So if you pick just the right voltage of panels for your condition, you can happily charge with relays and get as much as any other method.  Unfortunately, only maybe 20% of panels lie in the proper voltage range. The rest are going to require fussing.  There are multiple things that drag you out of this ideal zone.  If you are covering more distance, you may consider using  relay charging with 18/35/70 volt panels to offset the IR loss of the cable, or, you can go high voltage/mppt.  Relay charging with 19/37/72 volt panels would only make sense if you were charging a long ways away from your panels, and for panels in the low voltage range like 14/28/56 volts... well, if you want them to reliably approximate maximum power, you are going to have to series/overvolt and mppt.  Consider the 14 volt panel you lose a volt in IR losses, now you're at 13, and you can only trickle charge. If you put a blocking diode in there, you are dead. In my opinion, forget the blocking diodes, just have your controller turn the panels off at night.  Relays suck power for their coils, but only 1-2 watts for 60-120 amps of current capability. That is a lot less than losses in 60 amps of blocking diode. (like 20-30 watts)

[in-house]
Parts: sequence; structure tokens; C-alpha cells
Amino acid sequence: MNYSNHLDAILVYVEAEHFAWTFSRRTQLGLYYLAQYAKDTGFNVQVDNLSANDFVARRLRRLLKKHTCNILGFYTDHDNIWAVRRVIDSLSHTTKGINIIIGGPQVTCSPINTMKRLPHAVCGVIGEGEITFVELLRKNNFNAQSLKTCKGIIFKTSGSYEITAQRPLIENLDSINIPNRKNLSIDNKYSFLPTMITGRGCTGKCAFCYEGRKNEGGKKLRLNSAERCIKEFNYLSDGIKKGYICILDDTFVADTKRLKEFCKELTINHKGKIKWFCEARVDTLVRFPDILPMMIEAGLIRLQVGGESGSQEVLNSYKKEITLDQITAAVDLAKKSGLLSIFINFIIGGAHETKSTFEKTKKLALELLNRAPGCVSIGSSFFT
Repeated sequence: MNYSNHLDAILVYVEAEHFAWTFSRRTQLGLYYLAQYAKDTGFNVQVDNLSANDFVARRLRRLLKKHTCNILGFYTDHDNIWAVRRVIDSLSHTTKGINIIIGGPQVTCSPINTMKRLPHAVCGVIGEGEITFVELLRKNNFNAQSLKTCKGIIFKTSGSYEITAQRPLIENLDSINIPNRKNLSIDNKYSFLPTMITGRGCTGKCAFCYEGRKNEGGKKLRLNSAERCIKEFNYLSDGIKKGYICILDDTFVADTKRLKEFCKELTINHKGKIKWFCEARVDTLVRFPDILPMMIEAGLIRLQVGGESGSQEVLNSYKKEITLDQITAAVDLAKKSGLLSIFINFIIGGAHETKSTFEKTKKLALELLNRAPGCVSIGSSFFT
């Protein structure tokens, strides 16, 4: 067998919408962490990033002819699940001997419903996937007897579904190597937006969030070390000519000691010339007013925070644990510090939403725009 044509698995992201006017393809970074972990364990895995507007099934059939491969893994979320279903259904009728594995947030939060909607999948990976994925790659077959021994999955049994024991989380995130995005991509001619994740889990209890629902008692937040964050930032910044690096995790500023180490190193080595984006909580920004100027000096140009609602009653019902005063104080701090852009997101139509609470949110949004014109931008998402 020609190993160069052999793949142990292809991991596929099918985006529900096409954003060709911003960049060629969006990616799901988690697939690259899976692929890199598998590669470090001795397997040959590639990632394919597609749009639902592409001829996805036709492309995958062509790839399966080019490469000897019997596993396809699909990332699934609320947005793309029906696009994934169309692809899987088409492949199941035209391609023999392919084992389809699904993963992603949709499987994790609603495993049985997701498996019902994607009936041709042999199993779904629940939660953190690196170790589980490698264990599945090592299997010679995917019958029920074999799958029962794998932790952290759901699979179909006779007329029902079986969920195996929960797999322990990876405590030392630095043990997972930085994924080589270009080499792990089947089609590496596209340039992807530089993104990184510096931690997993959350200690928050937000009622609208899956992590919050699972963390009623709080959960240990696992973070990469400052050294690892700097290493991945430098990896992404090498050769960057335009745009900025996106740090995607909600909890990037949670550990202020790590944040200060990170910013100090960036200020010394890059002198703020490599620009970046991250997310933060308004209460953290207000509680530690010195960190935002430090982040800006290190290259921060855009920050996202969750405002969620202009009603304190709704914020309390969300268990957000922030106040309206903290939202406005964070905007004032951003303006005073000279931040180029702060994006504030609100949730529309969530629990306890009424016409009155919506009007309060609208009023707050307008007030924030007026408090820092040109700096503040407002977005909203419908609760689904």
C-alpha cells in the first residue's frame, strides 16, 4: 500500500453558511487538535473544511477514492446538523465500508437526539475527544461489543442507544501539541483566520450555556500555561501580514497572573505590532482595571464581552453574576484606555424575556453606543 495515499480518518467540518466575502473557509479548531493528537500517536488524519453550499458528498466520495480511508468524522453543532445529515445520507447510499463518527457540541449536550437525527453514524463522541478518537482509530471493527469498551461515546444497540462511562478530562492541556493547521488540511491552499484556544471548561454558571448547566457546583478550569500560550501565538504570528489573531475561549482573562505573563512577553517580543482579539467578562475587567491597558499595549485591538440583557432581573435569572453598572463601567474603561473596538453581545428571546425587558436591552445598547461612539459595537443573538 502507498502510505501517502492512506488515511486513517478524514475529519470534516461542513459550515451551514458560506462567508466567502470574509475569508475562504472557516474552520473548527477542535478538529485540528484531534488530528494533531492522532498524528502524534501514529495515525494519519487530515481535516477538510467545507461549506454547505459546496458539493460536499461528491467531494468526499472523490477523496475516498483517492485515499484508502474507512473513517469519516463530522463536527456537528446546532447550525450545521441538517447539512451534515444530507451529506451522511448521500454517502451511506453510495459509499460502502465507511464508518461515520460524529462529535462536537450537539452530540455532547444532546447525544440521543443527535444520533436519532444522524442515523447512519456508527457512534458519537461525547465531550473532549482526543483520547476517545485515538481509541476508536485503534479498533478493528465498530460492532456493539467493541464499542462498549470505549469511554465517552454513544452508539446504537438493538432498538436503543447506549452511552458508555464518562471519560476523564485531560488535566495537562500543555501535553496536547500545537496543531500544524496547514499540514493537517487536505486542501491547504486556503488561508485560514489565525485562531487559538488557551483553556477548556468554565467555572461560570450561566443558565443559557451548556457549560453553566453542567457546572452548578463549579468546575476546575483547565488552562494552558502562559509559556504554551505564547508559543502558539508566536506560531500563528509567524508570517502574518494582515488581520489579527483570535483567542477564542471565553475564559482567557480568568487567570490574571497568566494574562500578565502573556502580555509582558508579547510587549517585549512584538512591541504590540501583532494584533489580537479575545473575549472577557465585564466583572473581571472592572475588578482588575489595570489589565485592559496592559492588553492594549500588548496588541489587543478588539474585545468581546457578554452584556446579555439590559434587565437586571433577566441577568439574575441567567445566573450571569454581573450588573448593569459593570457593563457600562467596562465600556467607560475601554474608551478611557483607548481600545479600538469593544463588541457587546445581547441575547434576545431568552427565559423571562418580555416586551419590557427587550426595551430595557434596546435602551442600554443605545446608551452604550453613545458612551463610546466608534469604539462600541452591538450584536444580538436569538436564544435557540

Also, I don't think mppt controllers are generally designed to boost ... assume they can only buck and supply them with extra voltage.

I'm going to try and use relay charging. We'll place the panels close to the charging station and use 2 guage cable.  I have an mppt controller, so I'm going to make a comparison and cough up real data.